Thursday, July 18, 2019

Don’t Do As I Do, Do As I Say, Jeramy Vine Post’s Biased Account Of Cabby

Jeramy Vine posted over social media a biased account of a female cyclist jumping the lights, nearly causing an accident. 

Vine is the last cyclist who should be complaining about bad behaviour on the road, as he was once clocked by a police speed gun doing over 3 times the speed limit through Hyde Park, on his way to work at Broadcasting House.  

Mr Vine is one of those cyclist who appears to believe that the regular rules of the road don’t apply to the Lycra clad commandos. 

Vine decided to barrack the London Taxi Driver in this incident, who was given no chance of stopping, as the female cyclist suddenly turned 90 degrees (through a red man signal) left in front of him on a pelican crossing. The startled driver shouted something (as you would) at the cyclist through his side window (which was open at the time). 

Mr Vine took great exception to the driver saying on his Twitter account ‘you wouldn’t act like that if it was your daughter”.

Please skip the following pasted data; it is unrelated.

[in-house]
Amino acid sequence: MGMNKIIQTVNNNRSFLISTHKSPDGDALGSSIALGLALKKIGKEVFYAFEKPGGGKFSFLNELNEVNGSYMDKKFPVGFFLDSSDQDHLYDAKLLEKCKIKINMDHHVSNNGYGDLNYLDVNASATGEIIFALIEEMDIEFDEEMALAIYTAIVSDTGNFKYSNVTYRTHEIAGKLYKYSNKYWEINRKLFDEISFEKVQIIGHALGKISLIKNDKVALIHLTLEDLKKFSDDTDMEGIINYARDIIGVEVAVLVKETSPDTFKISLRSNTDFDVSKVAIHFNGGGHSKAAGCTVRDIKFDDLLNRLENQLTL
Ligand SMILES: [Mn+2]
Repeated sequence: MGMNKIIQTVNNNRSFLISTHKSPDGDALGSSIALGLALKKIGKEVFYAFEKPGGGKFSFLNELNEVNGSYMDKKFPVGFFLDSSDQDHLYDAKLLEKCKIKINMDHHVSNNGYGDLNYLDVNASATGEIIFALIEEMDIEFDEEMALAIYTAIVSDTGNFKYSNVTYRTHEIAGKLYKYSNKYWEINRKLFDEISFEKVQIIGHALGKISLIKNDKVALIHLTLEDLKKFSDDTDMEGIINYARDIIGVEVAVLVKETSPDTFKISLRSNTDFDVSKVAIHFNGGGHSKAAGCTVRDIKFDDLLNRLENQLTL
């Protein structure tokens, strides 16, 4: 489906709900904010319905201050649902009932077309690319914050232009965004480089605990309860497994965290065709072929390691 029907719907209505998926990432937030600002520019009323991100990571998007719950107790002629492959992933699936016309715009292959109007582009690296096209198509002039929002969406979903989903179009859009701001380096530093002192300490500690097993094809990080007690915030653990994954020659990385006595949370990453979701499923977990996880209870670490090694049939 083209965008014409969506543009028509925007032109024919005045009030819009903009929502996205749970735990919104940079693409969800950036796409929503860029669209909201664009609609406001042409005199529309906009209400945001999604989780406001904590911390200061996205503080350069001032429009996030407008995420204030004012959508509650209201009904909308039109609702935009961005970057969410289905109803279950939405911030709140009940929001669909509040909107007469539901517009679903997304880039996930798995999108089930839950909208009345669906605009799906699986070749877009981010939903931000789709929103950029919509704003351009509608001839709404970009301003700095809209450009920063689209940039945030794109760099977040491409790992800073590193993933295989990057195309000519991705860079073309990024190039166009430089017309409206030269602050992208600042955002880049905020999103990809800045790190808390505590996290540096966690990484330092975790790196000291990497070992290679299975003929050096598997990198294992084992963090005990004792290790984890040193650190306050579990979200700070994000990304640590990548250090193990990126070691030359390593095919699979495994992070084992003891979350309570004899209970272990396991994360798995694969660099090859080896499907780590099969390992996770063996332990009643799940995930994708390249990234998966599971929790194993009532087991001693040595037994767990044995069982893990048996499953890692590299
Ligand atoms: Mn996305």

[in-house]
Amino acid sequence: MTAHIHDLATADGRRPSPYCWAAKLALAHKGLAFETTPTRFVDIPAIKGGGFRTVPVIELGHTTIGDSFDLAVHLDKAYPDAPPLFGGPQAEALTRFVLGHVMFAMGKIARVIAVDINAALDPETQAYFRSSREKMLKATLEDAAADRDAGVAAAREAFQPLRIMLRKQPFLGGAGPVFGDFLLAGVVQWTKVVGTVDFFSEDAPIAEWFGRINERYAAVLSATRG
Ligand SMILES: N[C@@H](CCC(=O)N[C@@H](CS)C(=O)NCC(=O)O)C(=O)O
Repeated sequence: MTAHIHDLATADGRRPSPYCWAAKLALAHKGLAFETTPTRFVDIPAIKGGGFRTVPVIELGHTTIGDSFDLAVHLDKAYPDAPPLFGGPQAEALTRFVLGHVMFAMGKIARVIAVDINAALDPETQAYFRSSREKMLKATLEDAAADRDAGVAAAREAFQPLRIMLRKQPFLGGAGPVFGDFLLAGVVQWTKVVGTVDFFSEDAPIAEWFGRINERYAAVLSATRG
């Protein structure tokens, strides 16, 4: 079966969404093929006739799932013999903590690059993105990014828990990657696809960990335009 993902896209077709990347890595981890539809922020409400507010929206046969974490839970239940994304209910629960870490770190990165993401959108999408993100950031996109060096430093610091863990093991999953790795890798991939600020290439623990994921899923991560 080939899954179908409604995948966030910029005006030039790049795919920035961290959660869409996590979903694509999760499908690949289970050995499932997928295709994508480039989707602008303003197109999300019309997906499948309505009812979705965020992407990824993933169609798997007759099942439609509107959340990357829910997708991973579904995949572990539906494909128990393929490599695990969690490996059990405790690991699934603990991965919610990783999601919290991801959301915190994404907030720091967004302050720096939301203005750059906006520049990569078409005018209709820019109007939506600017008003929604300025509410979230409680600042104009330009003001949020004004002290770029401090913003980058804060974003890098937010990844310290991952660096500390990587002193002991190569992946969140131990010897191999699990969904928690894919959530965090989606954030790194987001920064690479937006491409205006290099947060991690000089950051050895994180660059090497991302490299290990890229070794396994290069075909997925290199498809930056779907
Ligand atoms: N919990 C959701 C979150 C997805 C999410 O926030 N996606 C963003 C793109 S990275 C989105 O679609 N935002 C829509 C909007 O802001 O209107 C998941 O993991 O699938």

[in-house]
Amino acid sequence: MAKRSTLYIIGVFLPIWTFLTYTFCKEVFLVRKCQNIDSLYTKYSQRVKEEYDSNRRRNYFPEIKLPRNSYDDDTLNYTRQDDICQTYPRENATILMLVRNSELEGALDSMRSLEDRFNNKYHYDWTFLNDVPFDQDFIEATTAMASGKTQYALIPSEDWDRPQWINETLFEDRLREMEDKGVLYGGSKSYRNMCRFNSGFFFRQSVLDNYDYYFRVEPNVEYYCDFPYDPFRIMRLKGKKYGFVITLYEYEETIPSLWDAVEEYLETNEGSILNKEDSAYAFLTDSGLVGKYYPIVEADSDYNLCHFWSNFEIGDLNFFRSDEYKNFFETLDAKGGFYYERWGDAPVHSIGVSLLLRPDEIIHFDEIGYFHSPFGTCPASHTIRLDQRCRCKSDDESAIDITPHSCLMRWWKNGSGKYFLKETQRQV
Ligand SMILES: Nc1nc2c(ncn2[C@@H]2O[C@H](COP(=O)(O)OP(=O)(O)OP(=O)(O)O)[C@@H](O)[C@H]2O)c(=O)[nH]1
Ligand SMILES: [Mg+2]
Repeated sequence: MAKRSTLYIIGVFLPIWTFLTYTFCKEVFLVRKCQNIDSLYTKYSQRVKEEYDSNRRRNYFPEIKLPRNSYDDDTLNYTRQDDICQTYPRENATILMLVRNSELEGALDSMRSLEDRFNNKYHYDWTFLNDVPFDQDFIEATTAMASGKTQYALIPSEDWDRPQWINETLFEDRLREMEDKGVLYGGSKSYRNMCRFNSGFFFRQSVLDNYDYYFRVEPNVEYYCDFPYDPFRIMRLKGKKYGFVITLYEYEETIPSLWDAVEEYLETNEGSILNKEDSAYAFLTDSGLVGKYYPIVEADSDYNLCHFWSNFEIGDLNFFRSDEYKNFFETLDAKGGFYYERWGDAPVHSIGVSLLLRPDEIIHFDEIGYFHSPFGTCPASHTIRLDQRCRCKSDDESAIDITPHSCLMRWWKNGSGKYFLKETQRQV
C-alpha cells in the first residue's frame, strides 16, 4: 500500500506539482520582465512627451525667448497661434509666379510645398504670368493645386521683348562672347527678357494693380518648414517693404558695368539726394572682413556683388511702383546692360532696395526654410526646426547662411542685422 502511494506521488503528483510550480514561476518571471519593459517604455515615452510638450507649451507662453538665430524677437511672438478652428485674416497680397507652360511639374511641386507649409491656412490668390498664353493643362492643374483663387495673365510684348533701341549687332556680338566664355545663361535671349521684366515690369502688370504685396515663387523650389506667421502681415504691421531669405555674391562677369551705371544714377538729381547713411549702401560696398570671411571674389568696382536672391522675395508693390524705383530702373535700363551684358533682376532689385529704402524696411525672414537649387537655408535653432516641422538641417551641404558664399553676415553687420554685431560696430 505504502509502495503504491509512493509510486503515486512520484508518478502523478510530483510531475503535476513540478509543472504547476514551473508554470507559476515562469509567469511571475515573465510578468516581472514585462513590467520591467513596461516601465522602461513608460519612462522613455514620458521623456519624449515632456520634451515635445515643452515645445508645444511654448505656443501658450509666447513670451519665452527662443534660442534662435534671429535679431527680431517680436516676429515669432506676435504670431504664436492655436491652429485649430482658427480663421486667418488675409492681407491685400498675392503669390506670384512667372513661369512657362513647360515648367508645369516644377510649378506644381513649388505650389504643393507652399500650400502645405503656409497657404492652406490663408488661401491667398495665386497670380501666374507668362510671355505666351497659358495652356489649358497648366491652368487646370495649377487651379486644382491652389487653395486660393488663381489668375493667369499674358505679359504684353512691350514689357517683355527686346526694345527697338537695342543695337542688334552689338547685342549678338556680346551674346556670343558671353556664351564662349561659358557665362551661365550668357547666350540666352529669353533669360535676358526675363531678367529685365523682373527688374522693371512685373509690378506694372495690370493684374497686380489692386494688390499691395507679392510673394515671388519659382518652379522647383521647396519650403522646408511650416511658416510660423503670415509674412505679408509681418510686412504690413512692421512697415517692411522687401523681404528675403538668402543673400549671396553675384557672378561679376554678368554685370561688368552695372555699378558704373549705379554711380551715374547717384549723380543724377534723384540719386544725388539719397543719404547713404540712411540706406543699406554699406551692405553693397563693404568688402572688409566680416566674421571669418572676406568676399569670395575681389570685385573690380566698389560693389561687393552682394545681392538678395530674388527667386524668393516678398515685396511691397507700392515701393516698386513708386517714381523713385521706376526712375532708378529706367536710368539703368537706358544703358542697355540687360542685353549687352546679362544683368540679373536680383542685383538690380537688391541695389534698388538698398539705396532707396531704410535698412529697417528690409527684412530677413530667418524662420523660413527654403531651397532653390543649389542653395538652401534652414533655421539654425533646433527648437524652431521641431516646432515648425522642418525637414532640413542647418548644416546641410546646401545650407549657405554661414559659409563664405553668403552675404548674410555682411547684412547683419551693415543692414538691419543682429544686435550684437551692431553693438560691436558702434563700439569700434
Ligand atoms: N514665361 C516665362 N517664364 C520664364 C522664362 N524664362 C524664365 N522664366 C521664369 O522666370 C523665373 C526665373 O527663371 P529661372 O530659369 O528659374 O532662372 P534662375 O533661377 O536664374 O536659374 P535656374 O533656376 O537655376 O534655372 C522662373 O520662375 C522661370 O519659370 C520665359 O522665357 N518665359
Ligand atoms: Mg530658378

Well, Mr in a case like this where the cyclist was so obviously at fault and could of endangered other motorists, I would and most other Cabbies would.

See full video on Vine’s Twitter account:


Jeramy Vine did however admit in a subsequent post that the cyclist in the clip was most definitely at fault !!!

We noticed that Mr Vine hasn’t claimed to be the cyclist who made the video... as it actually shows (the cyclist filming), breaking the law by followed the lady and also jumping the red light and could possibly leave that person open to prosecution for committing a road traffic offence.  

Wednesday, July 17, 2019

Dublin’s Taxi Problem Worse Than London's: ‘There’s Just Too Many Cabs Here’

Parked at the end of a long queue of taxis that spill over into the adjacent lane near St Stephen’s Green, taxi driver Adidemi Lugboso (51) says there is one glaring problem he faces as a cab driver in the city.

“There’s too many taxis,” he says. “There’s as many taxis here as New York.”

Several taxi drivers said the number of cabs on the street can be overwhelming and the over supply was not enough for them to regulate unlicensed drivers.

“Nobody’s listening,” says David Heavey (57), waiting for a fare outside Dublin Castle. “If you report someone you never hear back.” (Sounds familiar)